Wagner to lead Senate local government committee

Jason Addy
  • State Sen. Scott Wagner will serve as chairman of the Senate's Local Government committee for the 2017-18 legislative session.
  • Wagner chaired the Urban Affairs and Housing committee in the last legislative session.

Scott Wagner’s influence in Harrisburg continues to grow at a rapid pace, with the state senator appointed Thursday to lead the Senate’s Local Government committee over the next two years.

Wagner, R-Spring Garden Township, who served as the chairman of the Senate’s Urban Affairs and Housing committee for the 2015-16 legislative session, will take over the position from Sen. Scott Hutchinson, R-Warren.

State Senator Scott Wagner speaks as the York County Heroin Task Force announces that it will now be governed by and an executive board as the York Regional Opiate Collaborative, naming Dr. Matthew Howie, of York City Bureau of Health, executive director at the York County Administrative Center in York City, Wednesday, Dec. 28, 2016. Dawn J. Sagert photo

Wagner said he will meet with Hutchinson to better understand the issues faced by the committee and its role in improving communities across the state, according to a news release.

Among the issues Wagner expects to work through during the 2017-18 legislative session are municipal pension reform, property assessment procedure updates and the reduction of state mandates, the release states.

“Our local governments are an integral part of our commonwealth,” Wagner said. “Just as I am working to do at the state level, it is important that we in Harrisburg work with our local governments to improve efficiency, as well as manage and control costs, so they can provide the necessary services to residents without the burden of constant tax increases.”

Wagner will serve in his new role as Senate Local Government Committee chairman while running for governor in the 2018 elections.

Seeking Wolf’s seat: The local businessman-turned-lawmaker announced his campaign to unseat Gov. Tom Wolf less than a week after the 2016 elections, calling for fiscal conservatism focused on reduced spending in Harrisburg and fixing the pension and skilled-labor “crises” in the state.

“The pension crisis is the No. 1 problem that we have to solve, because about 66 cents of every new dollar that comes into the Treasury goes toward paying pensions. Simply, mathematically, we cannot sustain this,” Wagner told The York Dispatch in November.

Shortly after announcing his gubernatorial run, Wagner spent weeks in the headlines for his stance on closing Pennsylvania’s unemployment compensation centers.

'Let them close down': Responding to reports that 600 state workers were set to be laid off after the Senate failed to vote on $57.5 million in additional funding for the centers, Wagner took full credit for the impending pink slips.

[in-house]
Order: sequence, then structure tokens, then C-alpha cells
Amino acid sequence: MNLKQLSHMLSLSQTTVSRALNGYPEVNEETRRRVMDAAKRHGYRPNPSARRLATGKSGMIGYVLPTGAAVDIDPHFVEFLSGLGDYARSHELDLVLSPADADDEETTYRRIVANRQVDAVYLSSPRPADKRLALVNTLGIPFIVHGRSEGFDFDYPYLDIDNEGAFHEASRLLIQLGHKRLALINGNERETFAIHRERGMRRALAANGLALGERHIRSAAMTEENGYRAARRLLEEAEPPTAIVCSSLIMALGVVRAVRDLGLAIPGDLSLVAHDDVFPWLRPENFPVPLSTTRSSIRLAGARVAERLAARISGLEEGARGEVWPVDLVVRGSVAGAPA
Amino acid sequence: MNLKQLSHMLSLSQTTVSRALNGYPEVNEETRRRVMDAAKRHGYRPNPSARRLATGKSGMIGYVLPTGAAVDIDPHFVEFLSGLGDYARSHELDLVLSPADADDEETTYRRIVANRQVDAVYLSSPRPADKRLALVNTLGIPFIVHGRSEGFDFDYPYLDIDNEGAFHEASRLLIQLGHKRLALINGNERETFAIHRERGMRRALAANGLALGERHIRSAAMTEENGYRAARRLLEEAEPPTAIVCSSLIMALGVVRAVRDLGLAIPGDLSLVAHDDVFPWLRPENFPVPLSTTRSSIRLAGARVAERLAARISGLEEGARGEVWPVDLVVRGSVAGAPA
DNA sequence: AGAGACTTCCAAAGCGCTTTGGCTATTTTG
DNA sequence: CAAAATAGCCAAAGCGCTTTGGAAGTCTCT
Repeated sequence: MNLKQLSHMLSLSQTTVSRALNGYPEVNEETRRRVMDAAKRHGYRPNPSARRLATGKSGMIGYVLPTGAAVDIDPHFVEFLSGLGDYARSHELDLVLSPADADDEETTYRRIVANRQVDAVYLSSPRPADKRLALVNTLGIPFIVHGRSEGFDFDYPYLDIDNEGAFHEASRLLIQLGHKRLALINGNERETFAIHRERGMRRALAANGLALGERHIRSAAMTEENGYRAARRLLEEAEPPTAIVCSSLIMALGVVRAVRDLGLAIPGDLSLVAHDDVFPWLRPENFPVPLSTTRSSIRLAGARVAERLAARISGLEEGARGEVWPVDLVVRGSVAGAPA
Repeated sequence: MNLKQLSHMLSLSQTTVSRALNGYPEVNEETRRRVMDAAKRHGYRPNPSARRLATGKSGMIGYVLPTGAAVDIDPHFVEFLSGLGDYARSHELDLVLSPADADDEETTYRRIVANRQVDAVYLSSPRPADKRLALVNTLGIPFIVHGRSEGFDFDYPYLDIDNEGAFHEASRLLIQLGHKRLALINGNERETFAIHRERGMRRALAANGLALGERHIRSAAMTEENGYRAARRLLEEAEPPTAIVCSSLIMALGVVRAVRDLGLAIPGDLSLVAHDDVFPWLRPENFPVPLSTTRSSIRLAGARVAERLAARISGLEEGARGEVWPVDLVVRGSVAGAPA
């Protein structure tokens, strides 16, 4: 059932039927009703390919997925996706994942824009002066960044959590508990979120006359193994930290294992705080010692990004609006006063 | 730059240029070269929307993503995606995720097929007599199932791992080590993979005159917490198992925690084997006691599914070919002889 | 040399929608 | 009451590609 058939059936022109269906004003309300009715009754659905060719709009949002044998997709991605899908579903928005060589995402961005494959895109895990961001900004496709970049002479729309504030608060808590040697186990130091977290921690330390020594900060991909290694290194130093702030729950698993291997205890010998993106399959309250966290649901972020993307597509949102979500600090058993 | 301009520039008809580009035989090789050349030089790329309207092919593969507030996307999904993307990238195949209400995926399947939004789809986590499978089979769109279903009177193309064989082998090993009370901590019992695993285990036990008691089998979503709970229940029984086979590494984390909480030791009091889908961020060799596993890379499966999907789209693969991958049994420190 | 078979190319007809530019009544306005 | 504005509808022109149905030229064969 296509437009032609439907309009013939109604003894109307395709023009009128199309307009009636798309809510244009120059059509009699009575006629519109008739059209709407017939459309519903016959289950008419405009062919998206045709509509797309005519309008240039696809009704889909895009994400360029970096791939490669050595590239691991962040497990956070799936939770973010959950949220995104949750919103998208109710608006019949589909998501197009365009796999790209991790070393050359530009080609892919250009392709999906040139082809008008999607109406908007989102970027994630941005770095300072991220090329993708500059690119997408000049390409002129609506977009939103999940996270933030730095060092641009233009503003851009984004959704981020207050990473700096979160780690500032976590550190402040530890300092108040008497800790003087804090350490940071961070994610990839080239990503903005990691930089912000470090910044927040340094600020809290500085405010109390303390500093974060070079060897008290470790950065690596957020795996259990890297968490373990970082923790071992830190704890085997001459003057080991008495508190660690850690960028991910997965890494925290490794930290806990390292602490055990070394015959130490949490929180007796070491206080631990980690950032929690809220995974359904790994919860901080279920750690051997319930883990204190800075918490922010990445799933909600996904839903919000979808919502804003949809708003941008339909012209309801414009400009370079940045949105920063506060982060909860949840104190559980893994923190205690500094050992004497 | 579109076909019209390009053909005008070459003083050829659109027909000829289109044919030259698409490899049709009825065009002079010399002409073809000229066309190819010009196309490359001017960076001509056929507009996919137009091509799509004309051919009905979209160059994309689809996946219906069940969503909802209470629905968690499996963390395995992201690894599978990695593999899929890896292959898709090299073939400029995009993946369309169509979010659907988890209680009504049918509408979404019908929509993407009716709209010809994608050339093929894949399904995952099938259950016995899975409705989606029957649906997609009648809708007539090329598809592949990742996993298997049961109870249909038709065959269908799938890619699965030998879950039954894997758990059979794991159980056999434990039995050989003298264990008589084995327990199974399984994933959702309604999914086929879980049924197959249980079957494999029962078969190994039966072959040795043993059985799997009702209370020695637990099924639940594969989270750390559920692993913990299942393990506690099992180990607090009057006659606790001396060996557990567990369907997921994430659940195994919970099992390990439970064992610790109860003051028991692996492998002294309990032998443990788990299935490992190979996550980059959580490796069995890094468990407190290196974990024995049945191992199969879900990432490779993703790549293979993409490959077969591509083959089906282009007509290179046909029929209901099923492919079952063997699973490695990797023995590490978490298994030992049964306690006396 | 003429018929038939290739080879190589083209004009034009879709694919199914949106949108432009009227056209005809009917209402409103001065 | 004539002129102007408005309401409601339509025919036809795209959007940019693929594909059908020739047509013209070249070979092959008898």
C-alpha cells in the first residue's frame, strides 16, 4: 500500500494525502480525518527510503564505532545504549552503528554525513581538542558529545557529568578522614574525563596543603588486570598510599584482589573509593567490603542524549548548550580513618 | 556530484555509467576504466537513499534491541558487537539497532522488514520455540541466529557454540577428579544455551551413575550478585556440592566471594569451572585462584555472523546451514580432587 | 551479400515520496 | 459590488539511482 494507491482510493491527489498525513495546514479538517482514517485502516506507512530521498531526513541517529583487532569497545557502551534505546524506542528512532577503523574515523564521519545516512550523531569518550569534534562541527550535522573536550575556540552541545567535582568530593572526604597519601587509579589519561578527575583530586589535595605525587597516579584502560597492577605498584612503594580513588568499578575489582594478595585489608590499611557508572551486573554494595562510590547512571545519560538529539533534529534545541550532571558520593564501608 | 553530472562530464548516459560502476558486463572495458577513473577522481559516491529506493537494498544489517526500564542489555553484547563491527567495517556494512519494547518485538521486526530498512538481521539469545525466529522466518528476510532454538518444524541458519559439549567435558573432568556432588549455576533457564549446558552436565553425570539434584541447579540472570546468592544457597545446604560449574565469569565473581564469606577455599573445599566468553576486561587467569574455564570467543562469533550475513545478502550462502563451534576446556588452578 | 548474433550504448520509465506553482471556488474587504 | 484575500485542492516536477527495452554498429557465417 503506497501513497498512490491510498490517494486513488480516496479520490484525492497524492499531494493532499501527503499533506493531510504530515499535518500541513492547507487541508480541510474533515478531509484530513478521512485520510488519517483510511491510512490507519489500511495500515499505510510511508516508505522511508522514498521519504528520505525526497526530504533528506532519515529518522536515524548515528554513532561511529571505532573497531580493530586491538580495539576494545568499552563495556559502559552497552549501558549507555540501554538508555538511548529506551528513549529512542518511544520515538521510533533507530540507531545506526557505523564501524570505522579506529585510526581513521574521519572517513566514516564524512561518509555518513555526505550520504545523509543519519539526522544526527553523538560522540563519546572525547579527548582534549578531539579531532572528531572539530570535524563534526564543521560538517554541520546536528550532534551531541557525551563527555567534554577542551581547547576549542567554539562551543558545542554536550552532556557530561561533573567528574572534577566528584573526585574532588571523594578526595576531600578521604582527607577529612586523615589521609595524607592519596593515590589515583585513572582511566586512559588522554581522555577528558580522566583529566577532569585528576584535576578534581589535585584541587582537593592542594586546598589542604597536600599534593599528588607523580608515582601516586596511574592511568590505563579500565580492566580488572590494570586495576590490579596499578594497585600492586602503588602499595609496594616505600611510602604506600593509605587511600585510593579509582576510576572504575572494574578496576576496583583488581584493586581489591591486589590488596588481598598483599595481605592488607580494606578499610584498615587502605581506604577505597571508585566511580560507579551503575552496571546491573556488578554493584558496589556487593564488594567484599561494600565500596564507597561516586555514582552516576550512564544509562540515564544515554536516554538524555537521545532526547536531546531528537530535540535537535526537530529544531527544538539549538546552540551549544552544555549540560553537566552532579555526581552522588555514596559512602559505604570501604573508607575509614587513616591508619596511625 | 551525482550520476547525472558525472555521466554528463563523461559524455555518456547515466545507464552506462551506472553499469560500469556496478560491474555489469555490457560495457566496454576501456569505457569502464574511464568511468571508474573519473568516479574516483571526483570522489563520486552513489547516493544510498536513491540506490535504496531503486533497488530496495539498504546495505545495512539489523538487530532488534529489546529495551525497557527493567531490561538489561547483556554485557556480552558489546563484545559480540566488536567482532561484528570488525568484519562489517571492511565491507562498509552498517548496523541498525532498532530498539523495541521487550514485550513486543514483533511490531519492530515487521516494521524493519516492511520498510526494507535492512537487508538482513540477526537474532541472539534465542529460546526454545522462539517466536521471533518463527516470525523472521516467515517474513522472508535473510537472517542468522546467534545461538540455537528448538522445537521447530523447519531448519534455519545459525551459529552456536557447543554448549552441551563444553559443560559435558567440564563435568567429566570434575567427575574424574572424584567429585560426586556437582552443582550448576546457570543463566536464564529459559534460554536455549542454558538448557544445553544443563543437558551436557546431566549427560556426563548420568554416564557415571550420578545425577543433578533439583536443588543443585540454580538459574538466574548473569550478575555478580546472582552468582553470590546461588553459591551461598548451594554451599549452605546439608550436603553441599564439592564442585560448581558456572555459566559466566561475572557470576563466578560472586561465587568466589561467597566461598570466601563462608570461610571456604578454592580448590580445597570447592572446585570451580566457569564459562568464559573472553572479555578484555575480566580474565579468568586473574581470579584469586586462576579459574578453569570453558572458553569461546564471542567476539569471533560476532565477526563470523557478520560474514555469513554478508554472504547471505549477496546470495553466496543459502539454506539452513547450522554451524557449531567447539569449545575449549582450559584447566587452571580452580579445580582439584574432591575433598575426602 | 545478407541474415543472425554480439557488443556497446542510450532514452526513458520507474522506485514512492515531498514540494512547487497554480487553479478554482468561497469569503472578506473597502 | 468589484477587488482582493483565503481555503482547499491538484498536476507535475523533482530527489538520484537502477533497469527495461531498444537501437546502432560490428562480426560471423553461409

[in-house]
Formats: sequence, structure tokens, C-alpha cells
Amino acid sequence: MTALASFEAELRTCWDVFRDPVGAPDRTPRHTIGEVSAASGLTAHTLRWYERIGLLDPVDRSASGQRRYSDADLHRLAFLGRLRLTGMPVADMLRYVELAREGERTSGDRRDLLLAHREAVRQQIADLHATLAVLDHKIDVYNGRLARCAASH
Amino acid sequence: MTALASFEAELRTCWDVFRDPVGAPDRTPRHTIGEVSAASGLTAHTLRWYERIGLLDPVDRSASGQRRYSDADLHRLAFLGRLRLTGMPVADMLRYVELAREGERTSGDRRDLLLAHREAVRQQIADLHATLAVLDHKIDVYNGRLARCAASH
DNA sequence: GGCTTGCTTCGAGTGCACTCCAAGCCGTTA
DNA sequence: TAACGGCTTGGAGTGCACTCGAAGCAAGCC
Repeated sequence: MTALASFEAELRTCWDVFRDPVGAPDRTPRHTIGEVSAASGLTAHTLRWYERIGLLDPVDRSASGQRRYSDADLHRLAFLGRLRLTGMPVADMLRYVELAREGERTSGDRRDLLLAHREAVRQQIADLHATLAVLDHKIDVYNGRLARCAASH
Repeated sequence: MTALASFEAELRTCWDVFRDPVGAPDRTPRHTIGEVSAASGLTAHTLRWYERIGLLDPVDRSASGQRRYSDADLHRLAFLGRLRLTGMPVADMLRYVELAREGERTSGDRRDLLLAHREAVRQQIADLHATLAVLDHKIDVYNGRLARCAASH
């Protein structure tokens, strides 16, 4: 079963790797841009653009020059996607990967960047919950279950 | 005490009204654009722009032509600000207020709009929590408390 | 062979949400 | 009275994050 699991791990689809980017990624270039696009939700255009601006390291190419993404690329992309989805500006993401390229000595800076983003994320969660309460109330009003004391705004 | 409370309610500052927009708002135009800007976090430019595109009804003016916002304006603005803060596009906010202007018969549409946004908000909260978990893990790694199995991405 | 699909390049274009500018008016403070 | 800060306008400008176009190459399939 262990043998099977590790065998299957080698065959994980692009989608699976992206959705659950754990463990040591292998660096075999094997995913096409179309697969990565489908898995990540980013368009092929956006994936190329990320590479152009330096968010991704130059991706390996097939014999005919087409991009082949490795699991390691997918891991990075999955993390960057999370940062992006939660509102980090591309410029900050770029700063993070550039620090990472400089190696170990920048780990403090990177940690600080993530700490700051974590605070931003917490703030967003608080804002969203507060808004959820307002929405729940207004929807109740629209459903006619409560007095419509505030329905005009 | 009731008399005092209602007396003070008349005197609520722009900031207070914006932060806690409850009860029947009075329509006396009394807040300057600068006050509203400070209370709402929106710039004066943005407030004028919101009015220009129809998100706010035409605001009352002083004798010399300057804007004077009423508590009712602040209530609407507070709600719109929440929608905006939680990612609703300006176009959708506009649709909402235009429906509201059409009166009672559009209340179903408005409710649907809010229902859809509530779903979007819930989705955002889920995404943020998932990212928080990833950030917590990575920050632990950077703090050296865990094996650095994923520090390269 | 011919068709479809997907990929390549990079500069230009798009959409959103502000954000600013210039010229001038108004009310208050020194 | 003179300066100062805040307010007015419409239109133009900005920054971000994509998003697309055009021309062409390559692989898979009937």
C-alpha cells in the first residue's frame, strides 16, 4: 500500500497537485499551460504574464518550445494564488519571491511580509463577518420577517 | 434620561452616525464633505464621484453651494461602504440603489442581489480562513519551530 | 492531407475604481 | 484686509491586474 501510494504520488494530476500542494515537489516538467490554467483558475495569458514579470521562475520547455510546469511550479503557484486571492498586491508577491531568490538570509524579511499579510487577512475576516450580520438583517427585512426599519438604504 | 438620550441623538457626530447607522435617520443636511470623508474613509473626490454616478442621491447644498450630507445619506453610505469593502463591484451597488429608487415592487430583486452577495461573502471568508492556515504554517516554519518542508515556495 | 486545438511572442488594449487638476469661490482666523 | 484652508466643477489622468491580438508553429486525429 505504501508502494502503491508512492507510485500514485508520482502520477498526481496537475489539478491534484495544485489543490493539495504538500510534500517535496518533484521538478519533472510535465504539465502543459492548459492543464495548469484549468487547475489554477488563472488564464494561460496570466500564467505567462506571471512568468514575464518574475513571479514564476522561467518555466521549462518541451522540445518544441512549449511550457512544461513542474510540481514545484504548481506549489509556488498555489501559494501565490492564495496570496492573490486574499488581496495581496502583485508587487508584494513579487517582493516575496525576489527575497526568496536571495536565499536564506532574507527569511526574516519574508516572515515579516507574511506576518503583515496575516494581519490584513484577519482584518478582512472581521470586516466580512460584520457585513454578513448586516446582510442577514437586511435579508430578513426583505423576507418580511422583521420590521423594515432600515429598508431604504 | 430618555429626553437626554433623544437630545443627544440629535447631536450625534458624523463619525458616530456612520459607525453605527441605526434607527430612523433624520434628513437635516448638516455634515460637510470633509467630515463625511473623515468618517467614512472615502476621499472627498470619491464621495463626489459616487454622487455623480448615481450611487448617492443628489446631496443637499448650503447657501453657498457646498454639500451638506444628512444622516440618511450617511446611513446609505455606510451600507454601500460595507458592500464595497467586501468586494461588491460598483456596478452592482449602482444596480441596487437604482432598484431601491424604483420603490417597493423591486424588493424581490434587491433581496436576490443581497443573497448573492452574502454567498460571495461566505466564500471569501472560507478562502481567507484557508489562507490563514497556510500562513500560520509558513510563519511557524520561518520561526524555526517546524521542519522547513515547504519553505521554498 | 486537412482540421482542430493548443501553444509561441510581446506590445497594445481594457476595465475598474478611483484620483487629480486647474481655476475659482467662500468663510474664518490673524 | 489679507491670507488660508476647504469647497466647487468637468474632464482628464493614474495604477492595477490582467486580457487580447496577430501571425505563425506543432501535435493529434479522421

“I dug my foot in yesterday,” Wagner said of stopping a vote on the funding. “(Department of Labor and Industry officials) didn’t get the job done and need to be held accountable. Let them close down.”

600 layoffs expected after Senate dismisses without funding jobless centers

Wagner’s comments provoked many of the state workers, who organized multiple protests against the looming layoffs.

Workers rallied outside the Department of Labor and Industry building in Harrisburg and Wagner’s district office in York, among other locations across the state. People also gathered in front of the LSC Design building on North George Street to protest Wagner, who was holding a fundraiser inside.

Locals, state employees, rally against layoffs, Wagner

Two weeks later, around 20 state workers delivered Christmas cards to Wagner’s York City office, calling him “The Grinch.”

Labor workers visit 'Grinch' at Sen. Scott Wagner's office

Wagner has blamed Wolf for the layoffs and called for an investigation into the Department of Labor and Industry, filing a Right-to-Know request to see all correspondence relating to the layoffs and center closures.

Christmas gifts: Just days after more than 500 unemployment center workers were laid off, Wagner handed out around 100 cards to now-former state employees, some of which included $150 in cash. Wagner said the gesture was something small he could do for people he feels were “thrown under the bus.”

Wagner gives $150 to some furloughed employees

Ironically, the card-and-cash gifts would have been illegal if the recipients were still state workers because of a 2015 executive order from Wolf banning state employees from receiving gifts.